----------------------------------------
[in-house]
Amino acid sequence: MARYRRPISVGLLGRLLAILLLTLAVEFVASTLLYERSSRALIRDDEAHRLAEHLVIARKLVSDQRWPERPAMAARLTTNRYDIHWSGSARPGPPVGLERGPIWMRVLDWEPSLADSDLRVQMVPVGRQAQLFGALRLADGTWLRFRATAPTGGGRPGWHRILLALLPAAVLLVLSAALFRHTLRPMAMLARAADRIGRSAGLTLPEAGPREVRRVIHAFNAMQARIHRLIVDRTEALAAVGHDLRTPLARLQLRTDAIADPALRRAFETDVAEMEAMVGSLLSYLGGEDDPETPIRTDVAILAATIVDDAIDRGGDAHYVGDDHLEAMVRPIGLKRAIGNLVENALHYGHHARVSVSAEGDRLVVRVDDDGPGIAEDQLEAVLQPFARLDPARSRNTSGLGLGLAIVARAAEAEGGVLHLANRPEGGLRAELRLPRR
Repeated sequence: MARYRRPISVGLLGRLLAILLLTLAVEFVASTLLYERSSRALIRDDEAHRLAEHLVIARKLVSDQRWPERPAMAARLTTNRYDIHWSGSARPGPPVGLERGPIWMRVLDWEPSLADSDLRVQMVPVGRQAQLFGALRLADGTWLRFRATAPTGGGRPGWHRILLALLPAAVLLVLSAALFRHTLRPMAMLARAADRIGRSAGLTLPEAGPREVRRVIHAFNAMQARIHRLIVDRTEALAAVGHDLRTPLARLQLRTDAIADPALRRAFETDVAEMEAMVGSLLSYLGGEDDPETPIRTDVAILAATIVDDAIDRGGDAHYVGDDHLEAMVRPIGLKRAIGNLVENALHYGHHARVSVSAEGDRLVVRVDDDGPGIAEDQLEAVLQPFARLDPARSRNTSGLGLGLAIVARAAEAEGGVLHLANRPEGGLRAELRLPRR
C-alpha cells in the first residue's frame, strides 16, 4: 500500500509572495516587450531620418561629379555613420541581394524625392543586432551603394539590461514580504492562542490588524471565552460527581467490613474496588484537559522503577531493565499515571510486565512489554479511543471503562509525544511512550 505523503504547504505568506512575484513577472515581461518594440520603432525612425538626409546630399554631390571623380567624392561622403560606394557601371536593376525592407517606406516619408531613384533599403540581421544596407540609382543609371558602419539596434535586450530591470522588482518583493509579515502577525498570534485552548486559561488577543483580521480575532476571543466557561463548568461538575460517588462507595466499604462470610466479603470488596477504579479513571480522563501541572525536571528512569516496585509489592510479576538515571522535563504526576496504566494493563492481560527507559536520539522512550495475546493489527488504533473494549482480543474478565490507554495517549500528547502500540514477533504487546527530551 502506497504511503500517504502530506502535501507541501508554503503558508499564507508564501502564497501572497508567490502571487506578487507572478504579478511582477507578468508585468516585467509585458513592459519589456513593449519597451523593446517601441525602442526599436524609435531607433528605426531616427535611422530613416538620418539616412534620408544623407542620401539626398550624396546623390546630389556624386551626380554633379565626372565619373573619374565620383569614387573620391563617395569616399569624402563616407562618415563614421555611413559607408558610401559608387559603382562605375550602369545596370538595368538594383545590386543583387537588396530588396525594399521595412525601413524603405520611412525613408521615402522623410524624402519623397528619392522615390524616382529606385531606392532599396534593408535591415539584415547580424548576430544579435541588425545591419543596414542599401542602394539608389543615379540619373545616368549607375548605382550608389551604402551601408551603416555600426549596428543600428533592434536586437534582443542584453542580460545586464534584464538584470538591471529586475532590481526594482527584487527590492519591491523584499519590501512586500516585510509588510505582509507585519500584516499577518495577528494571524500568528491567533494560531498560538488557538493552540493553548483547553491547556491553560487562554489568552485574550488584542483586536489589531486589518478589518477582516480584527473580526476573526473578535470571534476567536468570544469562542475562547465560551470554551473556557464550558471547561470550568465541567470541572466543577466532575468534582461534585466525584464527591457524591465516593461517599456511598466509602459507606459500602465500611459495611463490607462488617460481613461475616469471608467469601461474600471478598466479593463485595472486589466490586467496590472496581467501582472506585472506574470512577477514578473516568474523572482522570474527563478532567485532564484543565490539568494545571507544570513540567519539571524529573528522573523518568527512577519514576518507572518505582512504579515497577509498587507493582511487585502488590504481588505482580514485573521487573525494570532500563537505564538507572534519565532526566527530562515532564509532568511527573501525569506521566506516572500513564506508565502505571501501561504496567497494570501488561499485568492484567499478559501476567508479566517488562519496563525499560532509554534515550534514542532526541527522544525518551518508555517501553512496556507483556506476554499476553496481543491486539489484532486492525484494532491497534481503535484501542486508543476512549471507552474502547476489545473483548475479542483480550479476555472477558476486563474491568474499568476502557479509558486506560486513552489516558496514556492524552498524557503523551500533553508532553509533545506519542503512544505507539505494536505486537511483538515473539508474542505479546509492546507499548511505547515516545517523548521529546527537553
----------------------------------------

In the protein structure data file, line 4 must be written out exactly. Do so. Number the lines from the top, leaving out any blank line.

C-alpha cells in the first residue's frame, strides 16, 4: 500500500509572495516587450531620418561629379555613420541581394524625392543586432551603394539590461514580504492562542490588524471565552460527581467490613474496588484537559522503577531493565499515571510486565512489554479511543471503562509525544511512550 505523503504547504505568506512575484513577472515581461518594440520603432525612425538626409546630399554631390571623380567624392561622403560606394557601371536593376525592407517606406516619408531613384533599403540581421544596407540609382543609371558602419539596434535586450530591470522588482518583493509579515502577525498570534485552548486559561488577543483580521480575532476571543466557561463548568461538575460517588462507595466499604462470610466479603470488596477504579479513571480522563501541572525536571528512569516496585509489592510479576538515571522535563504526576496504566494493563492481560527507559536520539522512550495475546493489527488504533473494549482480543474478565490507554495517549500528547502500540514477533504487546527530551 502506497504511503500517504502530506502535501507541501508554503503558508499564507508564501502564497501572497508567490502571487506578487507572478504579478511582477507578468508585468516585467509585458513592459519589456513593449519597451523593446517601441525602442526599436524609435531607433528605426531616427535611422530613416538620418539616412534620408544623407542620401539626398550624396546623390546630389556624386551626380554633379565626372565619373573619374565620383569614387573620391563617395569616399569624402563616407562618415563614421555611413559607408558610401559608387559603382562605375550602369545596370538595368538594383545590386543583387537588396530588396525594399521595412525601413524603405520611412525613408521615402522623410524624402519623397528619392522615390524616382529606385531606392532599396534593408535591415539584415547580424548576430544579435541588425545591419543596414542599401542602394539608389543615379540619373545616368549607375548605382550608389551604402551601408551603416555600426549596428543600428533592434536586437534582443542584453542580460545586464534584464538584470538591471529586475532590481526594482527584487527590492519591491523584499519590501512586500516585510509588510505582509507585519500584516499577518495577528494571524500568528491567533494560531498560538488557538493552540493553548483547553491547556491553560487562554489568552485574550488584542483586536489589531486589518478589518477582516480584527473580526476573526473578535470571534476567536468570544469562542475562547465560551470554551473556557464550558471547561470550568465541567470541572466543577466532575468534582461534585466525584464527591457524591465516593461517599456511598466509602459507606459500602465500611459495611463490607462488617460481613461475616469471608467469601461474600471478598466479593463485595472486589466490586467496590472496581467501582472506585472506574470512577477514578473516568474523572482522570474527563478532567485532564484543565490539568494545571507544570513540567519539571524529573528522573523518568527512577519514576518507572518505582512504579515497577509498587507493582511487585502488590504481588505482580514485573521487573525494570532500563537505564538507572534519565532526566527530562515532564509532568511527573501525569506521566506516572500513564506508565502505571501501561504496567497494570501488561499485568492484567499478559501476567508479566517488562519496563525499560532509554534515550534514542532526541527522544525518551518508555517501553512496556507483556506476554499476553496481543491486539489484532486492525484494532491497534481503535484501542486508543476512549471507552474502547476489545473483548475479542483480550479476555472477558476486563474491568474499568476502557479509558486506560486513552489516558496514556492524552498524557503523551500533553508532553509533545506519542503512544505507539505494536505486537511483538515473539508474542505479546509492546507499548511505547515516545517523548521529546527537553